Restoring Sanity

The Professor and I are huge Jon Stewart fans, so when he announced the Rally to Restore Sanity in Washington, DC  our interest was piqued.  We had never been to DC and the entire premise of the rally was appealing: a day for like-minded, intelligent and moderate people to gather together to demonstrate that there are a whole lot of us who oppose the shrill and meaningless crap dished out by mainstream media.

The day after the announcement a Rally Facebook page appeared and it became clear that this gathering in Washington was generating a lot of interest; people from all over the country began posting their intention to attend, making the Fox News prediction of eight or nine thousand people seem rather short sighted.  In the weeks leading up to the rally I began to realize that we were planning to attend not just a comedy show, but an event of historic significance; it was apparent that even Comedy Central had no idea how big this thing would be.

We decided to fly to DC rather than do seven hours on the train and it turned out to be a good decision; train tickets for that date were scarce and hotel rooms were vanishing faster than a snowfall in May. When we arrived at the airport it was fairly apparent that there were a lot of people going to the same place, but the sheer numbers of people heading to the National Mall was not evident until we tried to catch a bus to downtown DC. There was a massive line at the Ground Transportation area of Dulles and dozens of van and taxi drivers cashing in on this influx of people. We opted for the bus and a cheery bus driver lady accommodated as many people as she possibly could by packing people sardine style into the bus; I’m pretty sure it was well over the legal limit for riders. We had fun chatting with some of the people heading to the rally on the 40 minute ride to DC and I was fascinated by the diversity of the group; there was a group of students from the University of Kentucky, a woman from Cologne, Germany, a pair of MIT grad students and a mother and son from Maine to name a few.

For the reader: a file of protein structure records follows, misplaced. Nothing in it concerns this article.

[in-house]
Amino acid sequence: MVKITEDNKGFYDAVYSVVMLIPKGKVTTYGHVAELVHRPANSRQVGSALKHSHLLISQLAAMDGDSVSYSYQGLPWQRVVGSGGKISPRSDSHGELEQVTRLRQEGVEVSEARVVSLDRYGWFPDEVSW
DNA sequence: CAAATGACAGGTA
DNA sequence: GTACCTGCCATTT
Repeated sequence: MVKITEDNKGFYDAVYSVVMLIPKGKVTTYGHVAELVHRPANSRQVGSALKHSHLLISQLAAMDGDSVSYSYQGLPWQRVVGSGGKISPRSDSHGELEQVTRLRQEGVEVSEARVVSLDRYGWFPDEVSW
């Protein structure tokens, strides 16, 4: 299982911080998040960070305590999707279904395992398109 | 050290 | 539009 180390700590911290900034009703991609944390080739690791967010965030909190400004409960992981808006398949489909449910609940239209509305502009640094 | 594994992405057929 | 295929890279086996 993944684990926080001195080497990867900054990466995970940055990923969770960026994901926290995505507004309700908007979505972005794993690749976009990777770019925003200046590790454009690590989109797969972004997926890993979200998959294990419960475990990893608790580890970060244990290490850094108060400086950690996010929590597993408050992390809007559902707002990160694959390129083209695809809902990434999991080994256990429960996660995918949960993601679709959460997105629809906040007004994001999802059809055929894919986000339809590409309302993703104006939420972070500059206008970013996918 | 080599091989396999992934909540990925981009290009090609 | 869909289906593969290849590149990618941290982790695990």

Arriving in downtown DC a couple hours before the rally we decided to leave our backpacks at the hotel and then wander to the National Mall. We located the Phoenix Park Hotel a few blocks from the Mall and they were kind enough to let us check in early; after freshening up we headed for the rally and for the first time realized how huge this event was. There were people everywhere! Great masses of people were pouring from Penn Station and emerging from buses of every kind.

Once we were on the Mall it was a crush of people. We tried to get as close to the stage as possible or at least near a Jumbotron, but it was obvious that there were people who had claimed their spots very early on. I have never seen so much humanity in my life!  In order to get a good view people resorted to climbing the trees, sitting on top of the porta-potties and one young man who perched himself on a traffic signal. We finally resigned ourselves to checking out all the wonderful signs people were carrying and not dwelling on the fact that we really couldn’t see anything. There were signs expressing sentiments of every possible kind but the common theme was one of moderation, tolerance and peace.

Normally I hate throngs of people and avoid them at all costs, but this mob was different; no one was cranky, rushed or drunk. People were smiling, considerate and calm in spite of the throngs of people. The one observation I kept making was that it was an intelligent crowd of 250,000 people; a rarity in this time and it was refreshing.

In spite of the crowds, the lack of cell service and the huge lines at restaurants I’m really glad we went. I felt like we were really a part of historical gathering together of sane, hard working people who just want our country to return to something we recognize and can be proud of.  If that was Jon Stewart’s goal then it was accomplished.


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